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Neil Turok: What Caused The Big Bang?



Professor Neil Turok of Cambridge University presents his lecture "What Banged?" which examines the possible causes of The Big Bang, the initial singularity that created our universe.



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Far-Future Astronomers Could Still Deduce the Big Bang

According to Harvard theorist Avi Loeb, clever astronomers in 1 trillion C.E. could still infer the Big Bang and today's leading cosmological theory, known as "lambda-cold dark matter" or LCDM. They will have to use the most distant light source available to them - hypervelocity stars flung from the center of Milkomeda.

"We used to think that observational cosmology wouldn't be feasible a trillion years from now. Now we know this won't be the case. Hypervelocity stars will allow Milkomeda residents to learn about the cosmic expansion and reconstruct the past" - Avi Loeb, who directs the Institute for Theory and Computation at the Harvard-Smithsonian Center for Astrophysics.

About once every 100,000 years, a binary-star system wanders too close to the black hole at our galaxy's center and gets ripped apart. One star falls into the black hole while the other is flung outward at a speed greater than 1 million miles per hour - fast enough to be ejected from the galaxy entirely.
Finding these hypervelocity stars is more challenging than spotting a needle in a haystack, but future astronomers would have a good reason to hunt diligently. Once they get far enough from Milkomeda's gravitational pull, these stars will get accelerated by the universe's expansion. Astronomers could measure that acceleration with technologies more advanced than we have today. This would provide a different line of evidence for an expanding universe, similar to Hubble's discovery but more difficult due to the very small effect being measured.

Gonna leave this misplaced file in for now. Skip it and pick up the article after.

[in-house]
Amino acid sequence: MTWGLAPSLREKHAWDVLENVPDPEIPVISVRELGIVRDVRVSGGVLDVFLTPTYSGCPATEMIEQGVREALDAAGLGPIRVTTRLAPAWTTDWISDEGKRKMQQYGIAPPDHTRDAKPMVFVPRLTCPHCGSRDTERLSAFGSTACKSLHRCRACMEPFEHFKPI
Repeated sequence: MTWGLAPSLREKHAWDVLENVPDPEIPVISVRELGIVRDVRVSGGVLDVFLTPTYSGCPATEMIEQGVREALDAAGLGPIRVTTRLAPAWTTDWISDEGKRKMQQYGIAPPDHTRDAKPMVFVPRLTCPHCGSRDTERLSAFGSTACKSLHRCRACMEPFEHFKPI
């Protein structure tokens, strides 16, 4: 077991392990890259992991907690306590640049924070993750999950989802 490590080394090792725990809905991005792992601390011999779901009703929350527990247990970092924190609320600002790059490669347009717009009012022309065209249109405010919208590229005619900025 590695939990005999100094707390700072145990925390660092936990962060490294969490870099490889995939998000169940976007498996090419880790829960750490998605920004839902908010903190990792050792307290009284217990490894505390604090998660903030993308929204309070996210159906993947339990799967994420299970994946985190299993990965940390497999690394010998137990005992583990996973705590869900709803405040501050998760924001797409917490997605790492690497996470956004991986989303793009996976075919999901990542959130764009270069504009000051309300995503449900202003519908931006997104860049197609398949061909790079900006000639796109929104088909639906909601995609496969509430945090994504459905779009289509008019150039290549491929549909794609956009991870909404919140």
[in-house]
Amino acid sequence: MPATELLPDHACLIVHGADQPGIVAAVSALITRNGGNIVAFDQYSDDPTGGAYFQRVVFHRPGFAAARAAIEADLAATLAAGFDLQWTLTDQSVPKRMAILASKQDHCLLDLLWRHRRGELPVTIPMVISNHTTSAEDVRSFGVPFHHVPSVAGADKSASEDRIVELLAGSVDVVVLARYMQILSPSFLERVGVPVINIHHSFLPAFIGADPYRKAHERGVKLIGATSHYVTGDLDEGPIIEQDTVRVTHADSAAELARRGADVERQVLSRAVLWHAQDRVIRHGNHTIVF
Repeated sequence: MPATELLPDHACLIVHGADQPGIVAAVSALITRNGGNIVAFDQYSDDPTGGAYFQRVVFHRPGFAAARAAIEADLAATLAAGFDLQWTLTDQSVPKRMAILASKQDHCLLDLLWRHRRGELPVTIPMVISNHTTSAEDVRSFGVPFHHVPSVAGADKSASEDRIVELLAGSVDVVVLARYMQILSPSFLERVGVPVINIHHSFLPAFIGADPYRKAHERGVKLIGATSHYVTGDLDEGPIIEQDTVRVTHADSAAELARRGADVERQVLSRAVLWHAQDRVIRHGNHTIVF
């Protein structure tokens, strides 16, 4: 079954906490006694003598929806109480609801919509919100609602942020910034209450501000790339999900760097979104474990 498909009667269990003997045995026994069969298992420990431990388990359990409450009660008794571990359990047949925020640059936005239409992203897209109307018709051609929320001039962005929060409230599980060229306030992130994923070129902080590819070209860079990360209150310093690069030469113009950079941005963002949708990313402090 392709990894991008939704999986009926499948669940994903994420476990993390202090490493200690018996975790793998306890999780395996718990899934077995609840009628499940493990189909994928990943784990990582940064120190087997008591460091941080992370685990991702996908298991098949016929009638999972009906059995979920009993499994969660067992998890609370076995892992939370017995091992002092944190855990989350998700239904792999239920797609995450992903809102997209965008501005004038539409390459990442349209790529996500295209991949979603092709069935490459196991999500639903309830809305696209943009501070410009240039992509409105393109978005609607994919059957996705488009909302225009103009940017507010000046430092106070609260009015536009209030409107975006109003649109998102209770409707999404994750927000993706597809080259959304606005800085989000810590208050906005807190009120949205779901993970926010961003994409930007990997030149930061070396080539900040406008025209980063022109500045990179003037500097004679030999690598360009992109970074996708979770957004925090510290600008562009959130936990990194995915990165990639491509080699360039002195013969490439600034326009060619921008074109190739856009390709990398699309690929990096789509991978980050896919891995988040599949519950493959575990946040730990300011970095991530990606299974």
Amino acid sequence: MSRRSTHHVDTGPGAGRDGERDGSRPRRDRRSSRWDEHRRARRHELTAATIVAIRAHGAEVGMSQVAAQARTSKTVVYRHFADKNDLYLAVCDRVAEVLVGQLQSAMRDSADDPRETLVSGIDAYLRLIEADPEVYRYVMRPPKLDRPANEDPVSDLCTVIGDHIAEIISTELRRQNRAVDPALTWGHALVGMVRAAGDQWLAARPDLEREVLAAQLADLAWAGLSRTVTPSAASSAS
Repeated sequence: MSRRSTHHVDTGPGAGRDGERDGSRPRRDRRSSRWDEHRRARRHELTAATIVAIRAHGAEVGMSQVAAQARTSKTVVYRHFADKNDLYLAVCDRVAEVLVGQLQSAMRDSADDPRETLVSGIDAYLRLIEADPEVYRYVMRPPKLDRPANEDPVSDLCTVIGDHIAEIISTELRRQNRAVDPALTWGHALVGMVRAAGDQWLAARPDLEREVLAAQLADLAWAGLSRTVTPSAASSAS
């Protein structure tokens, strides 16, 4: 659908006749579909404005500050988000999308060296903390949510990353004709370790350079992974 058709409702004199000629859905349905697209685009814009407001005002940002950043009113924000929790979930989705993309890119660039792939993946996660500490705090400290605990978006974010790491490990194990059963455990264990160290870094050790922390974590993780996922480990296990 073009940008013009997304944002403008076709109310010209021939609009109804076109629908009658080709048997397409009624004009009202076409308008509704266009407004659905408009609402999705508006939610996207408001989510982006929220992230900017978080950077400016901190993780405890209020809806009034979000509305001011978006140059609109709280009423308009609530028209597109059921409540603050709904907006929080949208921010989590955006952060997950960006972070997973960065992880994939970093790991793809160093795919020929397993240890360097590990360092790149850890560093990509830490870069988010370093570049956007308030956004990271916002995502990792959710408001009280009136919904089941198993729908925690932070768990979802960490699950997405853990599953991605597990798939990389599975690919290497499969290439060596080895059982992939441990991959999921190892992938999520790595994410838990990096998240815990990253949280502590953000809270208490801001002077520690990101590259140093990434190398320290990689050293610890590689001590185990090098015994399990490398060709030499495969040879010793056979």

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BBC Horizon 2010 - What Happened Before the Big Bang?



The biggest question that science can possibly ask: where did everything in our universe come from? How did it all begin? For nearly a hundred years, we thought we had the answer: a big bang some 14 billion years ago.

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No evidence of time before Big Bang

A recent study had claimed that concentric rings within the cosmic microwave background could provide evidence of black holes that collided in the past, before our Universe existed but three new independent studies have challenged that claim.
Vahe Gurzadyan of Yerevan Physics Institute in Armenia theoretical physicist Roger Penrose of the University of Oxford, UK, had proposed that concentric rings of uniform temperature within the cosmic microwave background - the radiation left over from the Big Bang - might, in fact, be the signatures of black holes colliding in a previous cosmic ''aeon'' that existed before our Universe.

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Why the early universe was free of charge

Most of us would find living without electricity almost impossible, but in the early universe electric charge was practically nonexistent. It turns out that the electric charge of fundamental particles could have been close to zero when the universe was fractions of a second old. It's all because of the action of gravity - a discovery that, if confirmed, could help pave the way for a unified description of physical reality.
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Title: Cosmological Models with No Big Bang
Authors: Wun-Yi Shu